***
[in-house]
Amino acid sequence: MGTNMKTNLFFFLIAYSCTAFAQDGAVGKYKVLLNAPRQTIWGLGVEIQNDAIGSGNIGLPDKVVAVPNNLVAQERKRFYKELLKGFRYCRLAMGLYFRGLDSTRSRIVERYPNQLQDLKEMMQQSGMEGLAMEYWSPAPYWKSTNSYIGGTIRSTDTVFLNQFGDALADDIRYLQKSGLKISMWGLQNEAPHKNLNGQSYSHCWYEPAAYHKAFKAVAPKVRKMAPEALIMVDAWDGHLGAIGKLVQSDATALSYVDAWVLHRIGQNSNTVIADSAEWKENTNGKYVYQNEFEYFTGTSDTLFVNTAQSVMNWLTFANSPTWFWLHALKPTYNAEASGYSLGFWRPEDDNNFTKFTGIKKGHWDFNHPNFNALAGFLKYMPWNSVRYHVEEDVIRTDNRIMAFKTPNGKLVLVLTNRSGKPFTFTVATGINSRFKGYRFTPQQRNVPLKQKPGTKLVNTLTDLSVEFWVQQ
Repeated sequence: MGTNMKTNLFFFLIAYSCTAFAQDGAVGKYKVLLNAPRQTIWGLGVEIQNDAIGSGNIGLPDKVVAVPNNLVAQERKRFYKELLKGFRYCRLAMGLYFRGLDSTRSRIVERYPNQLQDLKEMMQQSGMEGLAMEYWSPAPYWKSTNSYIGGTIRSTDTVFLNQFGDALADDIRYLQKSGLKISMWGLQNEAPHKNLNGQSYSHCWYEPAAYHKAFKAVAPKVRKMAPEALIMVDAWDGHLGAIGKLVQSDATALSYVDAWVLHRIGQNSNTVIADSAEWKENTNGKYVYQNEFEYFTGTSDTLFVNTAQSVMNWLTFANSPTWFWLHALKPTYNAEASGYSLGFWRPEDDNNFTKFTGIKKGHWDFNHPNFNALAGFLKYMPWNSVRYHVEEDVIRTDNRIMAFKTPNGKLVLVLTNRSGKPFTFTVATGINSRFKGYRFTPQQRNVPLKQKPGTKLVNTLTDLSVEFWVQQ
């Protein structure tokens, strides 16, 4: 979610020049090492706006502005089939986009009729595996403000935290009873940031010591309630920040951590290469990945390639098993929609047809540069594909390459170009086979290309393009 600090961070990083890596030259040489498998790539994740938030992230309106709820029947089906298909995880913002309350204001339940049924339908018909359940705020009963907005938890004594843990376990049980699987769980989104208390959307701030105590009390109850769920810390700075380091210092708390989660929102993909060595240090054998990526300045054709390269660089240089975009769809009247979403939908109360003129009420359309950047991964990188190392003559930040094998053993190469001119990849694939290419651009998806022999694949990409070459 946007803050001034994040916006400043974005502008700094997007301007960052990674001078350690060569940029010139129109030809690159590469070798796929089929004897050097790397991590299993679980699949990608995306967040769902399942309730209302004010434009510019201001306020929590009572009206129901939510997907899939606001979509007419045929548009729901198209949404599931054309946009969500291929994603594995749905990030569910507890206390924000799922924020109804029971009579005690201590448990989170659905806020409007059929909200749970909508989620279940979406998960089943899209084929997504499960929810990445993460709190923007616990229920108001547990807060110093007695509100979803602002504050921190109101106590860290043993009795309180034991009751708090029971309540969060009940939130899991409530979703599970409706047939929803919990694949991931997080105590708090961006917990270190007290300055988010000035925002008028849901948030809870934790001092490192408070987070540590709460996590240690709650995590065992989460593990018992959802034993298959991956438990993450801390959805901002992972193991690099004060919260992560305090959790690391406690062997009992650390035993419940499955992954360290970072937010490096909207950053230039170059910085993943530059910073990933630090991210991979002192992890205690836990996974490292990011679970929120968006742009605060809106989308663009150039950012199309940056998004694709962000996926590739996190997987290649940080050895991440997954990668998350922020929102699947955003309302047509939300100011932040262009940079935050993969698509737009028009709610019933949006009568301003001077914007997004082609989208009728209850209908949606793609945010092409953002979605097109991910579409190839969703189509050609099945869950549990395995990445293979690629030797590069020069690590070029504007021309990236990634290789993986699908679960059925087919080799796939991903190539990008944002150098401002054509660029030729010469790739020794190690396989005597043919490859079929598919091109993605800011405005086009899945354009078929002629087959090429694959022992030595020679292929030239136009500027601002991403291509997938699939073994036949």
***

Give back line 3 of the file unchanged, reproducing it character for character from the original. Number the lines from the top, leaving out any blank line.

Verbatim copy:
Repeated sequence: MGTNMKTNLFFFLIAYSCTAFAQDGAVGKYKVLLNAPRQTIWGLGVEIQNDAIGSGNIGLPDKVVAVPNNLVAQERKRFYKELLKGFRYCRLAMGLYFRGLDSTRSRIVERYPNQLQDLKEMMQQSGMEGLAMEYWSPAPYWKSTNSYIGGTIRSTDTVFLNQFGDALADDIRYLQKSGLKISMWGLQNEAPHKNLNGQSYSHCWYEPAAYHKAFKAVAPKVRKMAPEALIMVDAWDGHLGAIGKLVQSDATALSYVDAWVLHRIGQNSNTVIADSAEWKENTNGKYVYQNEFEYFTGTSDTLFVNTAQSVMNWLTFANSPTWFWLHALKPTYNAEASGYSLGFWRPEDDNNFTKFTGIKKGHWDFNHPNFNALAGFLKYMPWNSVRYHVEEDVIRTDNRIMAFKTPNGKLVLVLTNRSGKPFTFTVATGINSRFKGYRFTPQQRNVPLKQKPGTKLVNTLTDLSVEFWVQQ